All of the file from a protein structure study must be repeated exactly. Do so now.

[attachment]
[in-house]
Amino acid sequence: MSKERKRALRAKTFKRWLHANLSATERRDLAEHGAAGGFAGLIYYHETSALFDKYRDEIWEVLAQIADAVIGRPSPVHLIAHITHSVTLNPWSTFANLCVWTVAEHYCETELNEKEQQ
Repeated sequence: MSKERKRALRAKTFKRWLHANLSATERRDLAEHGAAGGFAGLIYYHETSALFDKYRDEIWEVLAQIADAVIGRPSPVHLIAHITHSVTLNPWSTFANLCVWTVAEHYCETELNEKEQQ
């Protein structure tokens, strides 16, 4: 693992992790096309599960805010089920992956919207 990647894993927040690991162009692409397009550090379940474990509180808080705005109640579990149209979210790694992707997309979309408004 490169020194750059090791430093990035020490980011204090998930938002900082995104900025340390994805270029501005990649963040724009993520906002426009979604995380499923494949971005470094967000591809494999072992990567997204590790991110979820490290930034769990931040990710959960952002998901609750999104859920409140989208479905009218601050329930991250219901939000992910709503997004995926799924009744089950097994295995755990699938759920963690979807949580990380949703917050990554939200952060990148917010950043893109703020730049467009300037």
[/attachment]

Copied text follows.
[in-house]
Amino acid sequence: MSKERKRALRAKTFKRWLHANLSATERRDLAEHGAAGGFAGLIYYHETSALFDKYRDEIWEVLAQIADAVIGRPSPVHLIAHITHSVTLNPWSTFANLCVWTVAEHYCETELNEKEQQ
Repeated sequence: MSKERKRALRAKTFKRWLHANLSATERRDLAEHGAAGGFAGLIYYHETSALFDKYRDEIWEVLAQIADAVIGRPSPVHLIAHITHSVTLNPWSTFANLCVWTVAEHYCETELNEKEQQ
């Protein structure tokens, strides 16, 4: 693992992790096309599960805010089920992956919207 990647894993927040690991162009692409397009550090379940474990509180808080705005109640579990149209979210790694992707997309979309408004 490169020194750059090791430093990035020490980011204090998930938002900082995104900025340390994805270029501005990649963040724009993520906002426009979604995380499923494949971005470094967000591809494999072992990567997204590790991110979820490290930034769990931040990710959960952002998901609750999104859920409140989208479905009218601050329930991250219901939000992910709503997004995926799924009744089950097994295995755990699938759920963690979807949580990380949703917050990554939200952060990148917010950043893109703020730049467009300037």